Opening old bottles with good friends which I had proudly purchased at auctions was always an incredible experience. When I started organizing tastings of old bottles, I was always very emotionally impressed. With the years passing by and after tasting many old bottles, I gradually understood that the emotion to the wine was more due the fact of the age of the bottle and less because of the intrinsic quality of the wine.
Is longevity a quality factor or merely a quantity value?
My family tradition in drinking aged wines as well as my passion for old Burgundy and especially old Barolo has obviously marked my palate. From starting collecting and drinking the great wines of the world with my father in the early 70’s until today, there has been an evolution in my taste and approach to wines to today.
The old Chenin blancs, old Trockenbeerenauslese Rieslings, old Barolo’s and Burgundy I tasted over the years, all suffered an overdose of sulfur. To the point that my mother never finished her glass of great wine (having a sensitivity to sulfur) and me and my father gladly offering our “help” to finish it (ending up with a bit of a head-ache).
The first time I drank a completely non sulfured wine, was Gramenon’s Ceps Centenaires “Mémé”. It was a bit funky when opened but 10 minutes afterwards it opened up in a beautifully rich, linear and elegant wine. In less than 30 minutes the bottle was finished and we opened the cru of Marcel Lapierre. Another mind boggling experience at the time for what I thought was going to be a simple “Beaujolais” These wines were icons as well as heavily criticized at times but remain for me benchmark wines as they demonstrated ageability, even though produced without sulfur added.
I believe the question is wether a producer wants to focus on keeping the wine artificially “perfect” for a century or more, putting an overdose of sulfur in the wine, sterile filtering, etc., or wether one wants to produce a wine which has a natural life expectancy, based on the vintage, the vinification, the quality and concentration of the grapes. The last is what I search for and so I am not afraid of cellaring my wines for more than 10 years. And neither am I afraid my wines will die at some point. It is the natural and inevitable, logical process of life and also of wine.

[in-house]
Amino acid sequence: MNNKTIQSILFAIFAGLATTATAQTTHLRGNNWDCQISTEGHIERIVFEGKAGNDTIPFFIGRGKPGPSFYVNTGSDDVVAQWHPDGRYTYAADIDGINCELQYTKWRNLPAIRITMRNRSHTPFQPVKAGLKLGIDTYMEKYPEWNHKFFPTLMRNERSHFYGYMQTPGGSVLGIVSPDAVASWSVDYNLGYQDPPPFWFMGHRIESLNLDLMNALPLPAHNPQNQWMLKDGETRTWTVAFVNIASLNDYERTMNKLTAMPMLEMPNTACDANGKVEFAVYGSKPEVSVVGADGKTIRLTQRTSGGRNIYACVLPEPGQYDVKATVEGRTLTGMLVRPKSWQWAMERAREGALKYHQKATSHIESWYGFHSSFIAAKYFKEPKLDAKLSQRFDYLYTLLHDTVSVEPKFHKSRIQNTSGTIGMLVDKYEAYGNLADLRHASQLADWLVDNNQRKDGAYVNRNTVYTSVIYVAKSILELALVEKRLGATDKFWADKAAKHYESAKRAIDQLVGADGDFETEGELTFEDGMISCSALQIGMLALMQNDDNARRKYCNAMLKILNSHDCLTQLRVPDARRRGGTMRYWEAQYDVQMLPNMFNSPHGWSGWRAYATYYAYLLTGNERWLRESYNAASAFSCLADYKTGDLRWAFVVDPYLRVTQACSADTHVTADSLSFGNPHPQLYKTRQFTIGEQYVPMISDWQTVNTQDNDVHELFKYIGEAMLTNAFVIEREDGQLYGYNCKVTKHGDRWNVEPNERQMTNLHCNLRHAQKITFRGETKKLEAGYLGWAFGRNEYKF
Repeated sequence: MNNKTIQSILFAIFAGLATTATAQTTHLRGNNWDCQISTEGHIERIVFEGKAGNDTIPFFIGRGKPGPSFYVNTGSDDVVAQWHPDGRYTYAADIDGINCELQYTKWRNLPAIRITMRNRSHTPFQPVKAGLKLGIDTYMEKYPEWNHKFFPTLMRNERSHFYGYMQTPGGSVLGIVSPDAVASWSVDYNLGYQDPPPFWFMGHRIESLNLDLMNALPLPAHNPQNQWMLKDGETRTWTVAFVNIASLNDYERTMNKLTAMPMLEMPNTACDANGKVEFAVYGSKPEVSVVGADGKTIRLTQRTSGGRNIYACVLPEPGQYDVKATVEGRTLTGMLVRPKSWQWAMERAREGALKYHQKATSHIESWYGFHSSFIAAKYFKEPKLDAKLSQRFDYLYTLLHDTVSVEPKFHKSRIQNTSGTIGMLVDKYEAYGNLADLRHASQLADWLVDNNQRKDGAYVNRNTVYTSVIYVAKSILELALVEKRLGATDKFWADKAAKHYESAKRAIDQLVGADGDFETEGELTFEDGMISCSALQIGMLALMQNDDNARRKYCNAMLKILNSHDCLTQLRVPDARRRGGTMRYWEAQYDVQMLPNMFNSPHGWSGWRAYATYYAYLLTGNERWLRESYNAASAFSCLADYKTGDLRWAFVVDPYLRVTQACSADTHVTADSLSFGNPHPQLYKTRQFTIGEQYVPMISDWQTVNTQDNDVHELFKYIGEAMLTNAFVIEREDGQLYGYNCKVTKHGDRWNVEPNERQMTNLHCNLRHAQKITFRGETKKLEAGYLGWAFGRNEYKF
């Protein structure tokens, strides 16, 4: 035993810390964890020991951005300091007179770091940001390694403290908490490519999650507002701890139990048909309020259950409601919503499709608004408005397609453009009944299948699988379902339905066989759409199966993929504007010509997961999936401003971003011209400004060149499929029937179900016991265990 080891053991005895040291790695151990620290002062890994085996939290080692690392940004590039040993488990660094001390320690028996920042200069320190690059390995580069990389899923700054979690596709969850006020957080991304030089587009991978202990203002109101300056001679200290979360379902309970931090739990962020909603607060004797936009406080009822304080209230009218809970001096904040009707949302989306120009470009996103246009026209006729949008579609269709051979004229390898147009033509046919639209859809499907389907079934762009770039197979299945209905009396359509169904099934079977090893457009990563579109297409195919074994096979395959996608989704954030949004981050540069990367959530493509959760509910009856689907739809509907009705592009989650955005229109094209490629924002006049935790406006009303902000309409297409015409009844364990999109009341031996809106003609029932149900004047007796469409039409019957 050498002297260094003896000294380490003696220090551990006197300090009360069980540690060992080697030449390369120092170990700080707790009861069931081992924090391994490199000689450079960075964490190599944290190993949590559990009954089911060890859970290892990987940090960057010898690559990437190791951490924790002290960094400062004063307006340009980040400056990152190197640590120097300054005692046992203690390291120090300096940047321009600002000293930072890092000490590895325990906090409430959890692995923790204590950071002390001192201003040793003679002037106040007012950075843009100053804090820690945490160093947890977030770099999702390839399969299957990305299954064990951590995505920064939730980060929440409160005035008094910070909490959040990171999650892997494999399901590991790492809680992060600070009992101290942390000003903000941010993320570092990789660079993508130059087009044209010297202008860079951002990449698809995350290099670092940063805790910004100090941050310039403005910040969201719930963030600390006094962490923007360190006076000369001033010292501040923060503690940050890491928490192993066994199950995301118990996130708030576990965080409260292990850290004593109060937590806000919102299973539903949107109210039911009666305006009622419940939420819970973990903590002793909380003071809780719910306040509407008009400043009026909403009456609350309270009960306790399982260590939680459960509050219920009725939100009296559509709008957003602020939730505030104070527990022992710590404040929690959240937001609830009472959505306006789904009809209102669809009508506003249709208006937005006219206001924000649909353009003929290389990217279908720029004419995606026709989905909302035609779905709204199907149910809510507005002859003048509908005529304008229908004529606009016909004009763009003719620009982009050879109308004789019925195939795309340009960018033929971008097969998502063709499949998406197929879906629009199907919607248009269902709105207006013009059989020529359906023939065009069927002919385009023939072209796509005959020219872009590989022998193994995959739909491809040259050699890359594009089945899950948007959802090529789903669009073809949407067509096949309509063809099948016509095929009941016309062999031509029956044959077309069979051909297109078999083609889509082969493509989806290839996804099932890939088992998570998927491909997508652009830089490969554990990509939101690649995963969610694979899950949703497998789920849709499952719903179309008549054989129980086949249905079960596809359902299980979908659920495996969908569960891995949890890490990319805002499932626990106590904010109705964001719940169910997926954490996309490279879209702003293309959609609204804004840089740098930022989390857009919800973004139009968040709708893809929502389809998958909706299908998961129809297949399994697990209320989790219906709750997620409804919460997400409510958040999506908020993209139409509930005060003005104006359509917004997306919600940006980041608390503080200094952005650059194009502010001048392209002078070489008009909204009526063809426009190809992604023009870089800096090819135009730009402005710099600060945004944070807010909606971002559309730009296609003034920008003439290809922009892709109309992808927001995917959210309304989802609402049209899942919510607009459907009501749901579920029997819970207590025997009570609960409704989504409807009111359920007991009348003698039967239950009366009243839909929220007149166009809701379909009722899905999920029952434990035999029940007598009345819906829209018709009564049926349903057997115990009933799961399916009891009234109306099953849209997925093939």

If I look back at the first 3 vintages I produced, these wines were the my expression of provocation versus the modern, fruity style wines of the new world and so my goal was to bypass completely the fruit in the wine, in search for “liquid rock”. Tasting these evolved-style wines today, 10 or more years after, I feel that my first vintage Magma® shows perfect now, at the maximum of it’s development. Last week-end I tasted with a client from Paris our Rosso del Mongibello 1 which was showing beautifully evolved, at it’s peak.
Comparing the first 3 vintages with highly evolved wines to the wines I produce today, bottling earlier and vinified with better oxygen management during fermentation, I feel comfortable stating that as of the vintage 2009, my Magma® and the different MunJebel® Rosso’s will have at least a 15+ years of evolution, Contadino some 7+, my MunJebel® Bianco 5+ and my Susucaru® rosato 3+ years of evolution. This obviously depends on the quality of the cellar where the wines are stored.
In the end, I don’t see the point in artificially extending the life of a wine, just to show how long it can be kept alive, although unfortunately in a state of coma. And this is also one of the simple reasons why a “natural wine” by definition cannot contain added sulfur as the latter is artificial and not natural at all.
May 5th. 2012